SOMSD Board of Education Elections 2021
Race and Equity Scorecard
Congratulations to Qawi Telesford and Kaitlin Wittleder, the high scorers** on the SOMA Justice/ P.A.R.E.S. BOE Scorecard. Thank you to all candidates for demonstrating your commitment to equity in our schools by completing the scorecard.
This is the 5th year that SOMA Justice/ P.A.R.E.S. has published the BOE scorecard on Race and Equity. Candidates were given 2 weeks to answer 10 questions and their answers were evaluated by a team of independent evaluators and graded holistically. The questions addressed issues of inequity and safety in our district (particularly in regards to vulnerable populations, i.e., POC, queer, special needs, immigration, second-language learners, etc.).
Richard Blissett, PhD, faculty member at the University of Georgia, was sent the responses without names. The candidate answers were analyzed by an independent research team assembled by Dr. Blissett, who is not connected to SOMSD. The research team evaluated the answers from a lens of equity and inclusion and based upon the espoused values/principles (i.e., accessibility, fairness, anti-racist, gender and sexuality affirming, prioritizing restorative justice, innovative, research-based) of the groups sponsoring the scorecard (P.A.R.E.S. and SOMA Justice).
5 candidates are running for 3 open seats.
* Dr. Blissett’s team did see this candidate as being not quite as strong as the other highly ranked candidate, but the marginal difference was not enough to warrant downgrading to a B.
**The designation of high scorer or “Top Scorer” requires a B or above.
ADDITIONAL INFO ON PROCESS:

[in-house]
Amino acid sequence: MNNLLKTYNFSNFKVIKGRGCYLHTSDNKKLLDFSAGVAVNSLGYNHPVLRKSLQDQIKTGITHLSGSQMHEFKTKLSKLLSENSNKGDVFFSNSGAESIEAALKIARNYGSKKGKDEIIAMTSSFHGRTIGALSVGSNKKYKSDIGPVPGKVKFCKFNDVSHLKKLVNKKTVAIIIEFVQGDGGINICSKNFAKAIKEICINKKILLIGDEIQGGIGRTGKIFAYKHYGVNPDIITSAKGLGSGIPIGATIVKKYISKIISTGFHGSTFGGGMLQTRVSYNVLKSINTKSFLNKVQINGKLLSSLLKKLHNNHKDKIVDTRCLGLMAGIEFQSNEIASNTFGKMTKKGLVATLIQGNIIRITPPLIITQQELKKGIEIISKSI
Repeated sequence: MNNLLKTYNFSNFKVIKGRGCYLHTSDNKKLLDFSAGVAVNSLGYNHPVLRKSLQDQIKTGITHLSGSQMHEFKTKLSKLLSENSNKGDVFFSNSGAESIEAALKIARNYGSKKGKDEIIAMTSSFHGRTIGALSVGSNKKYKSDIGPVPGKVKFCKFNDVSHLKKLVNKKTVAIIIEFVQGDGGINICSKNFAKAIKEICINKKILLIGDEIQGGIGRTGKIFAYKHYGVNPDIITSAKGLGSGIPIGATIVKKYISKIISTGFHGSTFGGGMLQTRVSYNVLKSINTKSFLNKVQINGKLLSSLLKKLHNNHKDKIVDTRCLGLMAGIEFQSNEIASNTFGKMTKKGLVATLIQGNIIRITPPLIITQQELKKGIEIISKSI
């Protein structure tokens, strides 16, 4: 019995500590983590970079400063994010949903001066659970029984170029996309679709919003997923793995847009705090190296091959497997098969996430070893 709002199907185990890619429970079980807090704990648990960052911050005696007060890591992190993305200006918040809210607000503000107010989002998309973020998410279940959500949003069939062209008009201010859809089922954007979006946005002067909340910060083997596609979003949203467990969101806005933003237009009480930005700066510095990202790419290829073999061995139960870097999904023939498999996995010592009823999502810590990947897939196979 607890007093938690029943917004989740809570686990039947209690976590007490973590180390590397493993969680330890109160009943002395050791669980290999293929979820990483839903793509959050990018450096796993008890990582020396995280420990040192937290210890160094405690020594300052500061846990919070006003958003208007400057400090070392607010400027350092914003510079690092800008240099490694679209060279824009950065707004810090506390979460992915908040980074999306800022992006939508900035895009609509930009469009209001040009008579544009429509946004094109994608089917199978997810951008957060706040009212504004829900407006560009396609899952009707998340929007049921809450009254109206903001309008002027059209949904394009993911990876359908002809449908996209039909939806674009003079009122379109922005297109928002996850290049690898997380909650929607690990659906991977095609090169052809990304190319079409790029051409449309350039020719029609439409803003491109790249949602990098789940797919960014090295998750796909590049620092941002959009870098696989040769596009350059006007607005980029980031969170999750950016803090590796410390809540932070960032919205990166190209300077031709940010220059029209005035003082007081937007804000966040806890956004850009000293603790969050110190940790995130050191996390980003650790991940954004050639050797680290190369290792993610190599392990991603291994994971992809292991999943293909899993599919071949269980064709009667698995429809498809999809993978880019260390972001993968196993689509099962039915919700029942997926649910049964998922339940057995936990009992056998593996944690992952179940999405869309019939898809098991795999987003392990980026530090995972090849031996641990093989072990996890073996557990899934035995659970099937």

Richard Blissett, PhD, led the evaluation process. Richard is a faculty member at the University of Georgia in educational administration and policy, with a focus on educational politics and, especially, the politics of educational justice. The evaluation was conducted by Richard in coordination with his team of doctoral and undergraduate students who are all engaged in research on various issues in the politics of educational justice.
Prior to receiving the anonymized responses from the school board candidates, all members of the team reviewed and discussed information about the district as available online (including the posted Comprehensive Equity Plan) as well as the questions sent by SOMA Justice/PARES in order to familiarize themselves with the context. Upon receiving the responses, all team members were given one week to read the responses, during which they evaluated the candidates using a rubric that has been used in past years and recorded inductive notes on the major themes informed by his team’s work. The team then discussed the evaluations together in small groups, and then as a whole in a shuffled order. Richard’s team found that all of the small groups came to very similar conclusions about the relative evaluations of the candidates.
The rubric as provided is below.
||Approaches (C)||Does Not Meet (D)|
|Demonstrates a nuanced understanding of the multiple ways SOMSD perpetuates injustice. Shows significant knowledge of ways to create opportunities to challenge injustice, inequality, and oppression.
||Demonstrates understanding of the multiple ways SOMSD perpetuates injustice. Shows some knowledge of ways to create opportunities to challenge injustice, inequality, and oppression.
||Demonstrates a limited or superficial understanding of the multiple ways SOMSD perpetuates injustice. Shows limited knowledge of ways to create opportunities to challenge injustice, inequality, and oppression.||Failed to demonstrate an understanding of the way(s) SOMSD perpetuates injustice. Does not challenge injustice, inequality, and oppression. Relies largely on ahistorical or individualistic accounts of social phenomena.|
Additional Commentary by the Evaluators:
Qawi : A clear sense of the research related to equity and disproportionality, ability to evaluate the research in relation to the context, has clear policy proposals, relatively more attentive to structural concerns and supports.
William: Theory of action for policy proposals was unclear, discussion of inequality did not seem to be structurally oriented, expressed several perspectives that, beyond being inconsistent with modern discussions about injustice in schools, did not engage with that inconsistency to defend that perspective on analytical grounds.